Beat the Microbead

Remember our intern's research this summer on plastic in her face scrub? Now, there is an app for that!

After Pam learned that tiny plastic microbeads are commonly used in face scrubs and are harmful to fish, she researched the entire staff's face scrubs to ensure our ingredients were plastic free. 

Now a free phone app can do the reasearch for you. "Beat the Microbead" just launched the international version of their app. All you do is scan that barcode of your favorite facial cleansing product and check to see if it is plastic free. The app breaks down the information into a simple system: Red: the product contains microbeads; Orange: the product contains microbeads but the manufacturer has pledged to stop using microbeads in the near future; Green, the product does not contain microbeads.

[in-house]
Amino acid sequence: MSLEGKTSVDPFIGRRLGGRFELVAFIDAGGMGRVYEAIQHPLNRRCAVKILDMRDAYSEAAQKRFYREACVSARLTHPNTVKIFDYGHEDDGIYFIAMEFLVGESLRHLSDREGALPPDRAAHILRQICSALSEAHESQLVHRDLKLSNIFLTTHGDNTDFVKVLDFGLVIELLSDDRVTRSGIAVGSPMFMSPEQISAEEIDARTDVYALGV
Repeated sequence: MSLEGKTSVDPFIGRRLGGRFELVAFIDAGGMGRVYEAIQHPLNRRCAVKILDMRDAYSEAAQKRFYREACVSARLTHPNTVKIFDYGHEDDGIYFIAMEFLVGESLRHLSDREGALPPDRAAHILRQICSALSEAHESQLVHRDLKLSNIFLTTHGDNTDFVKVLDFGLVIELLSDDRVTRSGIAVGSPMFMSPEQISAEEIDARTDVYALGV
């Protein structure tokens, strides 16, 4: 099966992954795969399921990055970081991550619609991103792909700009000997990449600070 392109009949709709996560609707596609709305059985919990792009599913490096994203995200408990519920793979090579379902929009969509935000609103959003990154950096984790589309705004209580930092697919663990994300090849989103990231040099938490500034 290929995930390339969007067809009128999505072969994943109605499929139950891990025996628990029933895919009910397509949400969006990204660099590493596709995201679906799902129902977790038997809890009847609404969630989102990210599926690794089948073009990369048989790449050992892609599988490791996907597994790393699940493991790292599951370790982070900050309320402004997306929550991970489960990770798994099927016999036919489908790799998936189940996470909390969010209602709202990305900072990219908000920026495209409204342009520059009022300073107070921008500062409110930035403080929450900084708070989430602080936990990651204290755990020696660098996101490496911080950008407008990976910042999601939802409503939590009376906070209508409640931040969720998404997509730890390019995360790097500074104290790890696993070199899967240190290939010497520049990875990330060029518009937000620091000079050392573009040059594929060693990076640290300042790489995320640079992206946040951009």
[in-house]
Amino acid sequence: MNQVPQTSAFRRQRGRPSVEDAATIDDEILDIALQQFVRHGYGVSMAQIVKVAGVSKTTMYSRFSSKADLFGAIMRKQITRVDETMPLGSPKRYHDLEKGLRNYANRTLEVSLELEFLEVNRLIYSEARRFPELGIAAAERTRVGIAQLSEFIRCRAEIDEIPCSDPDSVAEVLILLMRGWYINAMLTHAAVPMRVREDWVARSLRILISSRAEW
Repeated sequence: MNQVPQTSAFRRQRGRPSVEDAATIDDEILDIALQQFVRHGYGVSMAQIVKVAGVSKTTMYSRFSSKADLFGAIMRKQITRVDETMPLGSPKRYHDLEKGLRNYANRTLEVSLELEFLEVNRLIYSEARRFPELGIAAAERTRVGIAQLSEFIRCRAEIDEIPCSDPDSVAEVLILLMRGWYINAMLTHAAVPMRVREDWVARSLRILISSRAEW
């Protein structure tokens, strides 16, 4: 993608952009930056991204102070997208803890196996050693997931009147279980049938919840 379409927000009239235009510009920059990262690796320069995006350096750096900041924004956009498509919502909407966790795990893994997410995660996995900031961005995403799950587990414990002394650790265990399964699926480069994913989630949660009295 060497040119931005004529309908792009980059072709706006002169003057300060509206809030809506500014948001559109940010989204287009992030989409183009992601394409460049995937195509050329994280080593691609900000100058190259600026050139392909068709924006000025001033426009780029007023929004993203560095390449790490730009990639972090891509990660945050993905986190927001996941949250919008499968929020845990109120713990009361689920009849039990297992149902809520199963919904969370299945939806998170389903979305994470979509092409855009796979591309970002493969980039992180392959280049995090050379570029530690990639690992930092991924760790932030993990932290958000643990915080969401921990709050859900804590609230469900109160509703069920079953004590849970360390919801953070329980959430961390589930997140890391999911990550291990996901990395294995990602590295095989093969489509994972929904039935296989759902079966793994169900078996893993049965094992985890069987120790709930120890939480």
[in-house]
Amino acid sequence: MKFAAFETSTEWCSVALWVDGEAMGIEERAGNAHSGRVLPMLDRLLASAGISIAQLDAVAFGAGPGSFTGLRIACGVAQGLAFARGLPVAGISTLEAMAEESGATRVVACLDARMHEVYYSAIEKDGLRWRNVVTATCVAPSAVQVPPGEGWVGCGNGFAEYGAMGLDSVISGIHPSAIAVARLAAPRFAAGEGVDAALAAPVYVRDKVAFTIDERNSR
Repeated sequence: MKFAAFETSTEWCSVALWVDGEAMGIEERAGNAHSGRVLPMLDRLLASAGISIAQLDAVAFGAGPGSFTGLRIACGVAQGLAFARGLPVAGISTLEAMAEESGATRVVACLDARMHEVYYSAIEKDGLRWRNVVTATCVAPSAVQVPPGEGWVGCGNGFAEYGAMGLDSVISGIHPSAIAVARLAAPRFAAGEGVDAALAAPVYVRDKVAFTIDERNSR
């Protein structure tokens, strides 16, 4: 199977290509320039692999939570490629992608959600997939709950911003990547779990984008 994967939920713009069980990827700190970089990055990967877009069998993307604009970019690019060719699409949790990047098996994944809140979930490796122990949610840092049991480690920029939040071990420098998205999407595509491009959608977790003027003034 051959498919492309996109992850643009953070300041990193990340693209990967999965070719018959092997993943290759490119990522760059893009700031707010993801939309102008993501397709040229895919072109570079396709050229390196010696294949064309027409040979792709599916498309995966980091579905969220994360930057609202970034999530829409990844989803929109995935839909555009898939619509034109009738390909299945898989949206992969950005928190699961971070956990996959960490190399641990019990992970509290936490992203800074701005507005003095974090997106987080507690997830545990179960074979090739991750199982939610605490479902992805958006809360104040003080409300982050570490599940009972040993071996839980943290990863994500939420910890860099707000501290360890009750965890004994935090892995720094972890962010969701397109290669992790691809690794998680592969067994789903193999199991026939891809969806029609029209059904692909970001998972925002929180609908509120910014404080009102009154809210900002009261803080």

The app is growing its database of products, and if your product is not listed it teaches you what to look for in the ingredients, and you can upload a picture of the product if it contains plastic. This includes: Polyethylene (PE), polypropylene (PP), polyethylene terephthalate (PET), polymethyl methacrylate (PMMA) and nylon.

It is also worth noting that the plastic microbeads may not just be in your face scrub. Plastic can be found in soaps, lip balms and even toothpaste! According to Beat the Microbead: "Tiny particles of plastic have been added to possibly thousands of personal care products sold around the world. These microbeads, hardly visible to the naked eye, flow straight from the bathroom drain into the sewer system. Wastewater treatment plants are not designed to filter out microbeads and that is the main reason why, ultimately, they contribute to the Plastic Soup swirling around the world’s oceans. Sea creatures absorb or eat microbeads. These microbeads are passed along the marine food chain. Since humans are ultimately at the top of this food chain, it is likely that we are also absorbing microbeads from the food we eat. Microbeads are not biodegradable and once they enter the marine environment, they are impossible to remove."

To learn more about plastic ending up in our seafood read are past Ocean Watch Essay on Bioaccumulation.